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STATE v. POGUE (2020)

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Court of Appeals of South Carolina.

The STATE, Appellant, v. Jason Skyler Israel POGUE, Respondent.

Appellate Case No. 2017-000890

Decided: April 29, 2020

Attorney General Alan McCrory Wilson and Senior Assistant Deputy Attorney General William M. Blitch, Jr., both of Columbia, for Appellant. Chief Appellate Defender Robert Michael Dudek, of Columbia, for Respondent.

The State appealed Jason Skylar Israel Pogue's sentence following his guilty plea to four counts of third degree sexual exploitation of a minor and one count of second degree exploitation of a minor.1 We reverse and remand for resentencing.


In 2015, Pogue was downloading and sharing child pornography. After an investigation and a forensic examination of his computer, investigators found fifty sexually-explicit videos and dozens of still photos, including videos and photographs of female children as young as four years old being orally and vaginally raped.

At the time of sentencing, Pogue was thirty-three years old, had no prior record, and had suffered health issues for twelve years. On April 6, 2017, the circuit court sentenced Pogue to ten years' imprisonment, suspended to four years of home detention and five years of probation, and inpatient treatment at Overcomers, a treatment facility at Miracle Hill Ministries. The State objected, arguing the home detention program was not valid for a conviction of second-degree exploitation of a minor. The court overruled the objection. This appeal follows.


“In criminal cases, the appellate court sits to review errors of law only.” State v. Wilson, 345 S.C. 1, 5, 545 S.E.2d 827, 829 (2001). A sentence will not be overturned absent an abuse of discretion; an abuse of discretion occurs “when the ruling is based on an error of law or a factual conclusion without evidentiary support.” In re M.B.H., 387 S.C. 323, 326, 692 S.E.2d 541, 542 (2010).


The State argues the circuit court erred in sentencing Pogue to home detention. We agree.

Pogue pled guilty to one count of sexual exploitation of a minor in the second degree under section 16-15-405 of the South Carolina Code. Section 16-15-405 mandates in part:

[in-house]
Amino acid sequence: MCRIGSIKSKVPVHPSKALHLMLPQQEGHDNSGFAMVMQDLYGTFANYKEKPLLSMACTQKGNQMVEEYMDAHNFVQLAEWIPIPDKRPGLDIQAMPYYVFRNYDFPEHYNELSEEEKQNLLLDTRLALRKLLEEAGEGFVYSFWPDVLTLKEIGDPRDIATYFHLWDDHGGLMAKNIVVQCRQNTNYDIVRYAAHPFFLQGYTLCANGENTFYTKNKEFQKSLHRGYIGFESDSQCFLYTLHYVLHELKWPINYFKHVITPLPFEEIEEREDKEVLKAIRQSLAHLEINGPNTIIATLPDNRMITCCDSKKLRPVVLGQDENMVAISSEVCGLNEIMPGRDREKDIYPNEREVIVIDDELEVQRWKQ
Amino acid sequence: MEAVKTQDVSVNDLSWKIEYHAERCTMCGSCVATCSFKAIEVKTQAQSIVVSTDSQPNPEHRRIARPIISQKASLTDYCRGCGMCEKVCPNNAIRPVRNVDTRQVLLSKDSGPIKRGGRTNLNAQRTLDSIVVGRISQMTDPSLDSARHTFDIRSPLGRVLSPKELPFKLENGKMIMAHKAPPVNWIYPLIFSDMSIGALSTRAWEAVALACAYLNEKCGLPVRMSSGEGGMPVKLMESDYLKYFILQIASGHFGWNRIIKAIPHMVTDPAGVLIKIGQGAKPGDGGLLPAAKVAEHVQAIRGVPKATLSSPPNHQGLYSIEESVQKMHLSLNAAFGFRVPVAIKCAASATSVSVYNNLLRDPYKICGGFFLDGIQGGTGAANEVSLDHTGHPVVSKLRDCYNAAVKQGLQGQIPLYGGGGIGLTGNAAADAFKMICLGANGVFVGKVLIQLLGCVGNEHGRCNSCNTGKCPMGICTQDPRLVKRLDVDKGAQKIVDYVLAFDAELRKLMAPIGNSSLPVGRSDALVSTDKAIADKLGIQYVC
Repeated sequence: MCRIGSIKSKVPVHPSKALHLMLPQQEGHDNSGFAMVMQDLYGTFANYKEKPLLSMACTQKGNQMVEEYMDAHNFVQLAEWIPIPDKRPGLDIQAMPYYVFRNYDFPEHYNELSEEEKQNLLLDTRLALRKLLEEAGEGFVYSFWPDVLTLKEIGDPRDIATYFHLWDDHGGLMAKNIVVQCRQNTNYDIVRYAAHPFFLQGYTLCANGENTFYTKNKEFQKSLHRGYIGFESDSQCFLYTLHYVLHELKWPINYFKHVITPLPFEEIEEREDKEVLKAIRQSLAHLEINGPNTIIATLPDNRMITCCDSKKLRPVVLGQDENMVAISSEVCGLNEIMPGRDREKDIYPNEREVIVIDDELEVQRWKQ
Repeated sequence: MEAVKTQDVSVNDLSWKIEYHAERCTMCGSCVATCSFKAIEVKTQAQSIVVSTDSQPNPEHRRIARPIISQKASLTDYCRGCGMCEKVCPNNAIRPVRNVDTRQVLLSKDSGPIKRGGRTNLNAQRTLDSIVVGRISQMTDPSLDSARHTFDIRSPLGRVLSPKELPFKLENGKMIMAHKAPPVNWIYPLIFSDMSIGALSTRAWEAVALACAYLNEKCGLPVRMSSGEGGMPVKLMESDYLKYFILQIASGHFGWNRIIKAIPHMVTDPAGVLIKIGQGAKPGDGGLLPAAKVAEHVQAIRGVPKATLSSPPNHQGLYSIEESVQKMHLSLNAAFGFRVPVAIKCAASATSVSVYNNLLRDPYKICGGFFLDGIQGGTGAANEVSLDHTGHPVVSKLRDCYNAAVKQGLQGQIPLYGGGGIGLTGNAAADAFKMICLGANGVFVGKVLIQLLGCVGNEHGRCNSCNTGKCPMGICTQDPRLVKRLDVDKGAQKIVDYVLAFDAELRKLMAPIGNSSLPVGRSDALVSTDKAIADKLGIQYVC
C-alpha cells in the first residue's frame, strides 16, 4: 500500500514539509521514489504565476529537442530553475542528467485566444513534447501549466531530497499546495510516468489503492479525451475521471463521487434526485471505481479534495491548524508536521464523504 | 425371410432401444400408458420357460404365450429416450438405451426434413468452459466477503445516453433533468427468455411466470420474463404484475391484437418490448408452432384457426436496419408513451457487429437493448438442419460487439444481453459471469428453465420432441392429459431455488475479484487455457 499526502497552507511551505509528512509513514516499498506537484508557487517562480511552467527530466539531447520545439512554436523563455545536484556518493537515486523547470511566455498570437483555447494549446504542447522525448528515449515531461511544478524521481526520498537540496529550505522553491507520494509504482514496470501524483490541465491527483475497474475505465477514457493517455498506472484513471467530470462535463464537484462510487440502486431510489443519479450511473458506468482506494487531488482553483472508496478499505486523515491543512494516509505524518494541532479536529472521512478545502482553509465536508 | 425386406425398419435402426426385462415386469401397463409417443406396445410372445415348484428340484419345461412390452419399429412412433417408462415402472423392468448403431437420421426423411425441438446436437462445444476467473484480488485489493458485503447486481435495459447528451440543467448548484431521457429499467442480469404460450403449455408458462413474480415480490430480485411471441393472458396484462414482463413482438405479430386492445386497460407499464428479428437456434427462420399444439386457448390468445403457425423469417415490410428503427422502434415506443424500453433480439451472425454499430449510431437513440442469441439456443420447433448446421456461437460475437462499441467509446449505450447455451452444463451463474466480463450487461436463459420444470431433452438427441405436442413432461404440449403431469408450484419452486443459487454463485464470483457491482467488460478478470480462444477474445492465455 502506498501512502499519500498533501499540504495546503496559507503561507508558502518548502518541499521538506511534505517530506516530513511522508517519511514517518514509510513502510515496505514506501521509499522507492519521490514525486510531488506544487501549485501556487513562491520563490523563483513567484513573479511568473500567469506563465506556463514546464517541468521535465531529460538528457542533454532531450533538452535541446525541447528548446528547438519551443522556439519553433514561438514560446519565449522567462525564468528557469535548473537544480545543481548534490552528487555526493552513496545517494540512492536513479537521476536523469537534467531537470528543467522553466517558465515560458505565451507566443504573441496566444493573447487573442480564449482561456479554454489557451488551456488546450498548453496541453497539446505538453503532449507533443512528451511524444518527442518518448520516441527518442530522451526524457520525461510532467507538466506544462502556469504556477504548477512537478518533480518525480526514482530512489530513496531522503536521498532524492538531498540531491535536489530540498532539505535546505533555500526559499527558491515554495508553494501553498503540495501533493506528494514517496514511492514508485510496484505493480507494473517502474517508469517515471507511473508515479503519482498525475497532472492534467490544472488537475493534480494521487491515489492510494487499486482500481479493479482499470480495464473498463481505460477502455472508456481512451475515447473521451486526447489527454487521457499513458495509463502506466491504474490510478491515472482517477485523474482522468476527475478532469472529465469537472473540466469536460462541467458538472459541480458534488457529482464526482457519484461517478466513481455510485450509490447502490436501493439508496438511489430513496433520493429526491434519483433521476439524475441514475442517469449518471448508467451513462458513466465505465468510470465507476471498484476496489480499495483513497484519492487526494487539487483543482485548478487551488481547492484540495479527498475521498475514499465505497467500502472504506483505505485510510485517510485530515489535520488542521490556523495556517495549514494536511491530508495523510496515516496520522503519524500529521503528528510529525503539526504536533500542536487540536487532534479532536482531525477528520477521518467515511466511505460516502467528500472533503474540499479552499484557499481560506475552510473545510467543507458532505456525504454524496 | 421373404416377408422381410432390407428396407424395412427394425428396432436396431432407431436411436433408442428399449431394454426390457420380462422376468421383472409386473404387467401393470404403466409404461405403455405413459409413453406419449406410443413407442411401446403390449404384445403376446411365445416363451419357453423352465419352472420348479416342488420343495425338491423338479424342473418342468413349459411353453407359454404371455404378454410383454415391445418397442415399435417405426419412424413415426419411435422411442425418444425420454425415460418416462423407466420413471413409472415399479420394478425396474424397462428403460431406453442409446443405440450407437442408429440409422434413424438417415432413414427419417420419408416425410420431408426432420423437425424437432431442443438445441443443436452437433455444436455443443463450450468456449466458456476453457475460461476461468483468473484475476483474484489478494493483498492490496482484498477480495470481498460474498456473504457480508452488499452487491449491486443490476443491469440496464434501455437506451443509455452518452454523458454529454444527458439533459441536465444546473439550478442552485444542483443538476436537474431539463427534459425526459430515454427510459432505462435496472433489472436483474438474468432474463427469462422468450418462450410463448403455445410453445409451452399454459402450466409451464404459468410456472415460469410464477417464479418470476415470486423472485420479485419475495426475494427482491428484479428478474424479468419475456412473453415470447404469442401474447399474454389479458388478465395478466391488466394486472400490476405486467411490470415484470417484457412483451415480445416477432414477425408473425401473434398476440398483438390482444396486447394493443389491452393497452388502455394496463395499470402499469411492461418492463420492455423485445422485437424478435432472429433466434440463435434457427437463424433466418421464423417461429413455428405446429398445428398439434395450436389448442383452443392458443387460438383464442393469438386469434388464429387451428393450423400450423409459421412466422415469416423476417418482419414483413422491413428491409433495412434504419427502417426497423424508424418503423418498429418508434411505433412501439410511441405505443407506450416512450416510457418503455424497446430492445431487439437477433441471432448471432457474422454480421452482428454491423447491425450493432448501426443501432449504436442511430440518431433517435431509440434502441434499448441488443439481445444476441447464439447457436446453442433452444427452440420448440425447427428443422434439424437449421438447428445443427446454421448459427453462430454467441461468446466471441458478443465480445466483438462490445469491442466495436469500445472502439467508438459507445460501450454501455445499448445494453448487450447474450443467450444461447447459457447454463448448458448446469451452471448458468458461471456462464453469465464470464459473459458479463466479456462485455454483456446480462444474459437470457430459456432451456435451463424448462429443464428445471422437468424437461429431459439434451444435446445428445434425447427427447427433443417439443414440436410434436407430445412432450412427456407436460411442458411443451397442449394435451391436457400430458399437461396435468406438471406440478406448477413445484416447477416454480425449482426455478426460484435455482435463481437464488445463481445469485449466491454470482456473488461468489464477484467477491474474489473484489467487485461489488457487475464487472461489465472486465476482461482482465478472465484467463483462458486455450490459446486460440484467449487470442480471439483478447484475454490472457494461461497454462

(D) A person who violates the provisions of this section is guilty of a felony and, upon conviction, must be imprisoned not less than two years nor more than ten years. No part of the minimum sentence may be suspended nor is the individual convicted eligible for parole until he has served the minimum sentence.

S.C. Code Ann. § 16-15-405 (2015) (emphasis added). Under South Carolina Code Section 16-1-60, second degree sexual exploitation of a minor is classified as a violent crime. S.C. Code Ann. § 16-1-60 (Supp. 2019). As to home detention, South Carolina Code Section 24-13-1530 states in relevant part: “Notwithstanding another provision of law which requires mandatory incarceration, electronic and nonelectronic home detention programs may be used as an alternative to incarceration for low risk, nonviolent adult and juvenile offenders as selected by the court if there is a home detention program available in the jurisdiction.” S.C. Code Ann. § 24-13-1530(A) (2007) (emphasis added). In State v. Simpson, 429 S.C. 83, 91-92, 837 S.E.2d 669, 673 (Ct. App. 2020), this court reversed the home detention sentence of a defendant who pled guilty to four counts of second degree sexual exploitation of a minor, finding the statutory scheme did not authorize home detention for offenses classified as “violent.”2

Under Simpson and the statutory scheme, we find the home detention program applies only to nonviolent offenders and second degree sexual exploitation of a minor is defined as a violent crime by statute. Compare § 16-1-60 (defining violent crimes) with § 16-1-70 (2015) (defining nonviolent crimes as “all offenses not specifically enumerated in Section 16-1-60”). Accordingly, we reverse and remand for a new sentencing hearing.



1.   The only conviction relevant to this appeal is the one count of second degree exploitation of a minor.

2.   Unlike in Simpson, Pogue has not yet completed the home detention portion of his sentence; thus, we need not address mootness. Simpson, 429 S.C. at 89, 837 S.E.2d at 672 (finding “the question of Simpson's own sentence moot due to his completion of the determinate home detention portion of the sentence”).

3.   We decide this case without oral argument pursuant to Rule 215, SCACR.


HUFF and MCDONALD, JJ., concur.

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